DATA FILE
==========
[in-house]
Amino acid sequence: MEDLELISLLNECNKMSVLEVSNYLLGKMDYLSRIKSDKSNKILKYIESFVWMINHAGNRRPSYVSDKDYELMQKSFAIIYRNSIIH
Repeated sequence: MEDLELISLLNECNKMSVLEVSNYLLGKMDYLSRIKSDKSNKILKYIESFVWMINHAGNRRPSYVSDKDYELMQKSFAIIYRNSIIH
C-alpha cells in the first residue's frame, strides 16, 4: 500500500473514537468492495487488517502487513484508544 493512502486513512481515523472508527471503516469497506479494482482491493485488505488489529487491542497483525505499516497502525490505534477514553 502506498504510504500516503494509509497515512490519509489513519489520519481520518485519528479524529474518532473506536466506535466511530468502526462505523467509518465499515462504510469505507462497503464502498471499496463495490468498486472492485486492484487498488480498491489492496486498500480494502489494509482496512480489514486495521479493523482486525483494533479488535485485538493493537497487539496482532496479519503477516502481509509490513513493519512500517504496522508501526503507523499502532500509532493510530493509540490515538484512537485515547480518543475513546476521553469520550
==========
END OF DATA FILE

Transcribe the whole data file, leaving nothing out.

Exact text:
[in-house]
Amino acid sequence: MEDLELISLLNECNKMSVLEVSNYLLGKMDYLSRIKSDKSNKILKYIESFVWMINHAGNRRPSYVSDKDYELMQKSFAIIYRNSIIH
Repeated sequence: MEDLELISLLNECNKMSVLEVSNYLLGKMDYLSRIKSDKSNKILKYIESFVWMINHAGNRRPSYVSDKDYELMQKSFAIIYRNSIIH
C-alpha cells in the first residue's frame, strides 16, 4: 500500500473514537468492495487488517502487513484508544 493512502486513512481515523472508527471503516469497506479494482482491493485488505488489529487491542497483525505499516497502525490505534477514553 502506498504510504500516503494509509497515512490519509489513519489520519481520518485519528479524529474518532473506536466506535466511530468502526462505523467509518465499515462504510469505507462497503464502498471499496463495490468498486472492485486492484487498488480498491489492496486498500480494502489494509482496512480489514486495521479493523482486525483494533479488535485485538493493537497487539496482532496479519503477516502481509509490513513493519512500517504496522508501526503507523499502532500509532493510530493509540490515538484512537485515547480518543475513546476521553469520550